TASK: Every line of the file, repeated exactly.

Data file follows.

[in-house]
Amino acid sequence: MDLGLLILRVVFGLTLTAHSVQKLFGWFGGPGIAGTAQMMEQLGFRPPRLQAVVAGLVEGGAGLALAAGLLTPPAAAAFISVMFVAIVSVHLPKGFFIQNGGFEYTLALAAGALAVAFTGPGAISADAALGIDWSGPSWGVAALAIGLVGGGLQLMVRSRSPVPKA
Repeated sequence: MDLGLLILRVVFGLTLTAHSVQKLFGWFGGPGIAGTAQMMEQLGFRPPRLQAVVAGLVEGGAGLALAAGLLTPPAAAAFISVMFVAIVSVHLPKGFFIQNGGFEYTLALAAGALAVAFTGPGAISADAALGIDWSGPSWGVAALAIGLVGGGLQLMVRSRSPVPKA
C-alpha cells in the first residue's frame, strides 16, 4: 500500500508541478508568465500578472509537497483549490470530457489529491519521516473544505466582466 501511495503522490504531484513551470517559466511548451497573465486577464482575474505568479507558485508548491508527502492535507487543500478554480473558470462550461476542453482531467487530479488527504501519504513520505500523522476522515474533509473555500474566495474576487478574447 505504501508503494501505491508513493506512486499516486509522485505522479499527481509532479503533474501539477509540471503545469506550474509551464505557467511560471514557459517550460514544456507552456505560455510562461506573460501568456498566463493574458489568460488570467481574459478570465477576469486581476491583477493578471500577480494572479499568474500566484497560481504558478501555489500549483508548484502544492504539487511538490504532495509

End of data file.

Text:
[in-house]
Amino acid sequence: MDLGLLILRVVFGLTLTAHSVQKLFGWFGGPGIAGTAQMMEQLGFRPPRLQAVVAGLVEGGAGLALAAGLLTPPAAAAFISVMFVAIVSVHLPKGFFIQNGGFEYTLALAAGALAVAFTGPGAISADAALGIDWSGPSWGVAALAIGLVGGGLQLMVRSRSPVPKA
Repeated sequence: MDLGLLILRVVFGLTLTAHSVQKLFGWFGGPGIAGTAQMMEQLGFRPPRLQAVVAGLVEGGAGLALAAGLLTPPAAAAFISVMFVAIVSVHLPKGFFIQNGGFEYTLALAAGALAVAFTGPGAISADAALGIDWSGPSWGVAALAIGLVGGGLQLMVRSRSPVPKA
C-alpha cells in the first residue's frame, strides 16, 4: 500500500508541478508568465500578472509537497483549490470530457489529491519521516473544505466582466 501511495503522490504531484513551470517559466511548451497573465486577464482575474505568479507558485508548491508527502492535507487543500478554480473558470462550461476542453482531467487530479488527504501519504513520505500523522476522515474533509473555500474566495474576487478574447 505504501508503494501505491508513493506512486499516486509522485505522479499527481509532479503533474501539477509540471503545469506550474509551464505557467511560471514557459517550460514544456507552456505560455510562461506573460501568456498566463493574458489568460488570467481574459478570465477576469486581476491583477493578471500577480494572479499568474500566484497560481504558478501555489500549483508548484502544492504539487511538490504532495509